Galaxies frequently collide with one another. Our own Milky Way galaxy, for example, and its nearest giant neighbor, the Andromeda galaxy, are heading towards each other at a rate of about 120 kilometers per second; predictions claim the two will merge together in another four billion years or so.
According to theory, the later stages of a galaxy's growth are the ones dominated by sporadic collisions; in the earlier stages a galaxy steadily accumulates material from its surroundings. These early phases should dominate the nature of stars in the older, inner regions of a galaxy, whereas interactions dominate the stars in the outer regions. The two sets of stars are demonstrably different, distinguished by the relative abundances of their elements in the sense that heavier elements signal older, evolved stars.
A galaxy's globular clusters can provide a measure of a galaxy's element abundances, and how they vary. A globular cluster is a roughly spherical ensemble of stars (as many as several million) that are gravitationally bound together and typically located in the outer regions of galaxies. CfA astronomer Jay Strader, together with five colleagues, has examined the family of about 2600 globular clusters around the giant elliptical galaxy NGC1407, which is interacting with its neighbor, NGC1400.
The team reports finding a strong variation in the elemental abundances of the globular clusters, with those closer to the galaxy having more heavier elements. The evidence provides strong confirmation of the overall model in which the inner regions formed earlier, by steady accumulation, whereas the more distant, outer regions, which were involved in more recent interactions, are younger.
Elliptical galaxies have long been thought to form when two smaller spiral-shaped galaxies collide. They range in shapes from a flattened cigar shape to a spherical shape. They also range in size from dwarfs to supermassive giants. You will usually find elliptical galaxies near the center of galaxy clusters.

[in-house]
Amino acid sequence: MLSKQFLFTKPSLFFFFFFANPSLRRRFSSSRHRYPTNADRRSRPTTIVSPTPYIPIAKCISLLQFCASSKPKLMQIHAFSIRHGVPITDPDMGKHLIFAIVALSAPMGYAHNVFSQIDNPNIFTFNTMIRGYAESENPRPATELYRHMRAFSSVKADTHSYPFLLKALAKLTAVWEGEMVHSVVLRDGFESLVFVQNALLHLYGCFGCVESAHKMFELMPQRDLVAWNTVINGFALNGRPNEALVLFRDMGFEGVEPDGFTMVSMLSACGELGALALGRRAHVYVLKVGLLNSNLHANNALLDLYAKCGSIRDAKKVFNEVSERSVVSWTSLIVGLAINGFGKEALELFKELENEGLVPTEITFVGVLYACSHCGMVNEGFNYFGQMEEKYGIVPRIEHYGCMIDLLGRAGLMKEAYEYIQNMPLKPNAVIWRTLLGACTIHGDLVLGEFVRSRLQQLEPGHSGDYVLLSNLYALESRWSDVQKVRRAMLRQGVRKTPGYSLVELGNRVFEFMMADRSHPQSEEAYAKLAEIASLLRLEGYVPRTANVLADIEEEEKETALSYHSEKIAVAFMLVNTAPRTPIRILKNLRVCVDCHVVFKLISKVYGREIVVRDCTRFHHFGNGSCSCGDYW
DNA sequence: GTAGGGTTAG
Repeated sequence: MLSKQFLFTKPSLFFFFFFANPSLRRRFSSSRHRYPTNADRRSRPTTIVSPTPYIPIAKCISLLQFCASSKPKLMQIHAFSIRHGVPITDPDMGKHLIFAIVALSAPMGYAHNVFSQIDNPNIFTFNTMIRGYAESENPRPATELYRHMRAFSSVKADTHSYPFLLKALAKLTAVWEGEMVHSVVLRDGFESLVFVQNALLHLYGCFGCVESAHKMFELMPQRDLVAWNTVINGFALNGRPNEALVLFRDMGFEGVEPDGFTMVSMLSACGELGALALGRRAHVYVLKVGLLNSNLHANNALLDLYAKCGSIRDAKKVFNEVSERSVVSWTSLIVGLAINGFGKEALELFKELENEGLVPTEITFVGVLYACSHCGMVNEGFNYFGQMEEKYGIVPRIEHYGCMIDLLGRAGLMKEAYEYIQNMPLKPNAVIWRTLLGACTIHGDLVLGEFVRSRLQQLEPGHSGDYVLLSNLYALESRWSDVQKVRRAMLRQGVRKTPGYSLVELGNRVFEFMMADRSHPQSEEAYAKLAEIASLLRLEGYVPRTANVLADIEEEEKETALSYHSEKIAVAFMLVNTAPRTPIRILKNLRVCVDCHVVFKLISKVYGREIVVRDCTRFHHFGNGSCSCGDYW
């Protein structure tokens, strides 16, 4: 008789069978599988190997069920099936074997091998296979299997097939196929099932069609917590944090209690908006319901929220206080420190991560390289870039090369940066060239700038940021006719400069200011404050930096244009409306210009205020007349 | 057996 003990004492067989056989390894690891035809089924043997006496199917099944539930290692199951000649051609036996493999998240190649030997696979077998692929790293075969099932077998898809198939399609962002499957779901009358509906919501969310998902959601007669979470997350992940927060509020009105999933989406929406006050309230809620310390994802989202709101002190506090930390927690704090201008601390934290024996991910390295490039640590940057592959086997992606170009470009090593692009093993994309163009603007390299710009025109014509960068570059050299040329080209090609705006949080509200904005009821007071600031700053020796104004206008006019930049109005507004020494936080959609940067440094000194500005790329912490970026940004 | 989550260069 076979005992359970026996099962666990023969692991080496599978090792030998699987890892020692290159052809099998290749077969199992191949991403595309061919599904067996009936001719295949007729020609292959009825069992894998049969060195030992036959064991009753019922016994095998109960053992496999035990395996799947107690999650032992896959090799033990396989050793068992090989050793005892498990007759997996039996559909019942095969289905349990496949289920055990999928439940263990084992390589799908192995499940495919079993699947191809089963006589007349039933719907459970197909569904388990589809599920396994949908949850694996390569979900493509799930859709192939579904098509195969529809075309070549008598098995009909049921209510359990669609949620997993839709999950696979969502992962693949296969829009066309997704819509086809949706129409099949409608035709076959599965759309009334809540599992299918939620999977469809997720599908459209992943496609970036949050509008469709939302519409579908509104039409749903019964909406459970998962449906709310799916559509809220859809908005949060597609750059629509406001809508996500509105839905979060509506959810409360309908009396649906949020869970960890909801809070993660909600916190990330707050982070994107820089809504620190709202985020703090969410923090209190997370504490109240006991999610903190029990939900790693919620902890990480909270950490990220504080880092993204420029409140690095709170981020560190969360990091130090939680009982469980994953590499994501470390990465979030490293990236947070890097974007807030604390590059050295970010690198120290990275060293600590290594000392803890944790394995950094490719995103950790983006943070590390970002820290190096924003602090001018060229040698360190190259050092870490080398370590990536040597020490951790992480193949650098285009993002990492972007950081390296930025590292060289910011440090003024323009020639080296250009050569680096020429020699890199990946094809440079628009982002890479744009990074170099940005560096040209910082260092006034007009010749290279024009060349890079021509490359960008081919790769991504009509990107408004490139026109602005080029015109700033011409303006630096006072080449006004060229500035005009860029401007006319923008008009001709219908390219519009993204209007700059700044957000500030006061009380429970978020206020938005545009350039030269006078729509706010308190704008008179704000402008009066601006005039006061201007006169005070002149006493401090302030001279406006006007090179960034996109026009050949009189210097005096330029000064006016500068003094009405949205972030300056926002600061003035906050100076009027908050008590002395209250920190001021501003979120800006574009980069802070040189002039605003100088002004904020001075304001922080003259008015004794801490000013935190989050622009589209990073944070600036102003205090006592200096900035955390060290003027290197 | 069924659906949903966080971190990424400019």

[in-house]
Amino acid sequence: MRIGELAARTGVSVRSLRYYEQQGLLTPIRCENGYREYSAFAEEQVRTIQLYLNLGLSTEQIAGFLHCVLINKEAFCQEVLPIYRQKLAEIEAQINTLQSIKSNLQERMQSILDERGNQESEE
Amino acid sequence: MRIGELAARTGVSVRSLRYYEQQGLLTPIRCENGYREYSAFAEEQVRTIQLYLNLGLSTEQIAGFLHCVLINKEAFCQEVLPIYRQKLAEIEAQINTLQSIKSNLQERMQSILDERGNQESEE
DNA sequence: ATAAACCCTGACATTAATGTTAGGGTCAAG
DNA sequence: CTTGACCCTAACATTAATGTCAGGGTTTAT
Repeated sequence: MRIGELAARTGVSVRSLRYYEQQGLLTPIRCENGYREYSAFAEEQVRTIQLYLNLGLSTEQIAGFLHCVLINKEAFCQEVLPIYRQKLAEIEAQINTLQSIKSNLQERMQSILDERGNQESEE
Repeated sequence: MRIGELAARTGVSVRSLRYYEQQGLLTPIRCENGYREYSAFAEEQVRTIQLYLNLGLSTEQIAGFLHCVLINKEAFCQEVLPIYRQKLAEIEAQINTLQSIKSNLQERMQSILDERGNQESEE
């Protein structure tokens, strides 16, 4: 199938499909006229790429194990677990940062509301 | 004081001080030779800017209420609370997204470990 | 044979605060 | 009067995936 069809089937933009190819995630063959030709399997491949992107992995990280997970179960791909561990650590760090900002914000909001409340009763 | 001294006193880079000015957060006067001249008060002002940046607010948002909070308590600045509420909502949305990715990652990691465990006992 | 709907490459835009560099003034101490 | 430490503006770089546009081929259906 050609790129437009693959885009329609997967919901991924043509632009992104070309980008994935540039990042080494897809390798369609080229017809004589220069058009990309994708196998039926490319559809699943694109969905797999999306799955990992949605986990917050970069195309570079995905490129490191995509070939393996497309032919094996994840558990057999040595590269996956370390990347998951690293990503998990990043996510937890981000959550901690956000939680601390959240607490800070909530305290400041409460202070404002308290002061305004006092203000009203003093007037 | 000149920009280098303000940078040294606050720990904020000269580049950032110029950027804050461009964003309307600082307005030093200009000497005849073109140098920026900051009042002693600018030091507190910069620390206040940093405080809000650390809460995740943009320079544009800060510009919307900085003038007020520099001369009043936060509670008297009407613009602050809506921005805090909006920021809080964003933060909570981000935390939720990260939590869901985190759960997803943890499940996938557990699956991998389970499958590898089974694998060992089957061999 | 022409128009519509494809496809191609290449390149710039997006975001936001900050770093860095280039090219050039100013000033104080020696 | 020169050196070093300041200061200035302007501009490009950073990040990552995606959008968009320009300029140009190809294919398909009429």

Now, there is an alternative theory in which a cloud of gas collapses in on itself to form a dense core of stars which then grows larger by absorbing smaller galaxies over time, which is how a massive elliptical galaxy called NGC 1407 formed according to Duncan Forbes of Swinburne University of Technology in Australia.
Forbes and colleagues used the colors of the star clusters in NGC 1407 to estimate its chemical composition, and found that the concentration of heavy elements was highest at the core's center, decreasing towards its edges, which tallies with the gas cloud collapse theory because the gravity at the cloud's center would be stronger than at its edges, concentrating the heavy elements produced in stars there.
The Daily Galaxy via Harvard-Smithsonian Center for Astrophysics and arxiv.org/abs/1101.3575
An optical image of the giant elliptical galaxy NGC 1407 and the large population of globular clusters (small starlike objects) scattered around it. New studies of these globular clusters confirm the theory that the outer regions of this galaxy are younger, and probably the result of interactions with neighboring galaxies. Credit: Hubble Space Telescope